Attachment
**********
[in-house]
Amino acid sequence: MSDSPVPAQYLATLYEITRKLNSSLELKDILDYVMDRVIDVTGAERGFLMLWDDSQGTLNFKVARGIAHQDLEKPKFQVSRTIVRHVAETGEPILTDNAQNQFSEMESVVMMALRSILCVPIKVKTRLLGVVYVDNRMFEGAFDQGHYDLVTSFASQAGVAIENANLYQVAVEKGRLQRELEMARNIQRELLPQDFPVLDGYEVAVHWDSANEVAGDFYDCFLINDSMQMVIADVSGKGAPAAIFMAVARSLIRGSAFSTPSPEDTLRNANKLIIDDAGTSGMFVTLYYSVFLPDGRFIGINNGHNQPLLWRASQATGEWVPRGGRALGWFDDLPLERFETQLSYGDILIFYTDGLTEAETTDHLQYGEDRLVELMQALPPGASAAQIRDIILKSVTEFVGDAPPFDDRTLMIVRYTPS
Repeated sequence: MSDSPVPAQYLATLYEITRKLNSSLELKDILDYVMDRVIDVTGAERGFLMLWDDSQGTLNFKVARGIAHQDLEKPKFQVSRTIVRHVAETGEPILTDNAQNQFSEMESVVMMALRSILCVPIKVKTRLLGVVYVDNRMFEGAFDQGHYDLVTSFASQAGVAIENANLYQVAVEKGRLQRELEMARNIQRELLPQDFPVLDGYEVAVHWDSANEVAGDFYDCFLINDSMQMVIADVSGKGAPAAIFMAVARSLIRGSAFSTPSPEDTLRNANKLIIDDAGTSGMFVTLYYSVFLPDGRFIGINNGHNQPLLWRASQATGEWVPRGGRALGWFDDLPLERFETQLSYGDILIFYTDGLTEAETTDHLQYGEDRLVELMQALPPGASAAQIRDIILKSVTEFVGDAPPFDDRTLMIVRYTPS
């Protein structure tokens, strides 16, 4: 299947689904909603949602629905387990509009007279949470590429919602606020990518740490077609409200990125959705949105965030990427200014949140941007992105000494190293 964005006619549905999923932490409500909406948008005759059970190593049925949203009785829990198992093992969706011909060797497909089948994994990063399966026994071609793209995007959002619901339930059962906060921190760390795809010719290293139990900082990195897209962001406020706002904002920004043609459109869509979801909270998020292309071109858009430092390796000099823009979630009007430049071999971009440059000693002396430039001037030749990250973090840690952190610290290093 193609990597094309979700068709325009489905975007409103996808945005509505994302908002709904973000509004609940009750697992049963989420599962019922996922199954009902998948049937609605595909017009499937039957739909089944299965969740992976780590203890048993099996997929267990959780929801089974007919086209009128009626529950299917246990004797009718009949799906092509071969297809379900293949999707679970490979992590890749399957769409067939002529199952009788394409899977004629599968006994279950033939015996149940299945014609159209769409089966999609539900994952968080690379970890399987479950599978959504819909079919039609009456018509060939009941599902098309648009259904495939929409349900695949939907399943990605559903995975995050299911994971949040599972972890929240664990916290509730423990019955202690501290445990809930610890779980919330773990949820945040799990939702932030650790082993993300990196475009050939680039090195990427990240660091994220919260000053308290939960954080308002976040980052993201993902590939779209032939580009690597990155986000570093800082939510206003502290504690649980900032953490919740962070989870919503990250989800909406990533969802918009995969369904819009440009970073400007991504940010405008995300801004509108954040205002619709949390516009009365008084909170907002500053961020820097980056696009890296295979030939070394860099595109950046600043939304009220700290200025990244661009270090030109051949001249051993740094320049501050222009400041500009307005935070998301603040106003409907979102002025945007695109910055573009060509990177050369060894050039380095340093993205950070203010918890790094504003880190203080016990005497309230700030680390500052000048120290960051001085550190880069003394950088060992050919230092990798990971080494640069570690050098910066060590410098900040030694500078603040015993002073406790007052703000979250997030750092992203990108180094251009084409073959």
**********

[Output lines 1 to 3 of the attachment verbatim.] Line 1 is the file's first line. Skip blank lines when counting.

[in-house]
Amino acid sequence: MSDSPVPAQYLATLYEITRKLNSSLELKDILDYVMDRVIDVTGAERGFLMLWDDSQGTLNFKVARGIAHQDLEKPKFQVSRTIVRHVAETGEPILTDNAQNQFSEMESVVMMALRSILCVPIKVKTRLLGVVYVDNRMFEGAFDQGHYDLVTSFASQAGVAIENANLYQVAVEKGRLQRELEMARNIQRELLPQDFPVLDGYEVAVHWDSANEVAGDFYDCFLINDSMQMVIADVSGKGAPAAIFMAVARSLIRGSAFSTPSPEDTLRNANKLIIDDAGTSGMFVTLYYSVFLPDGRFIGINNGHNQPLLWRASQATGEWVPRGGRALGWFDDLPLERFETQLSYGDILIFYTDGLTEAETTDHLQYGEDRLVELMQALPPGASAAQIRDIILKSVTEFVGDAPPFDDRTLMIVRYTPS
Repeated sequence: MSDSPVPAQYLATLYEITRKLNSSLELKDILDYVMDRVIDVTGAERGFLMLWDDSQGTLNFKVARGIAHQDLEKPKFQVSRTIVRHVAETGEPILTDNAQNQFSEMESVVMMALRSILCVPIKVKTRLLGVVYVDNRMFEGAFDQGHYDLVTSFASQAGVAIENANLYQVAVEKGRLQRELEMARNIQRELLPQDFPVLDGYEVAVHWDSANEVAGDFYDCFLINDSMQMVIADVSGKGAPAAIFMAVARSLIRGSAFSTPSPEDTLRNANKLIIDDAGTSGMFVTLYYSVFLPDGRFIGINNGHNQPLLWRASQATGEWVPRGGRALGWFDDLPLERFETQLSYGDILIFYTDGLTEAETTDHLQYGEDRLVELMQALPPGASAAQIRDIILKSVTEFVGDAPPFDDRTLMIVRYTPS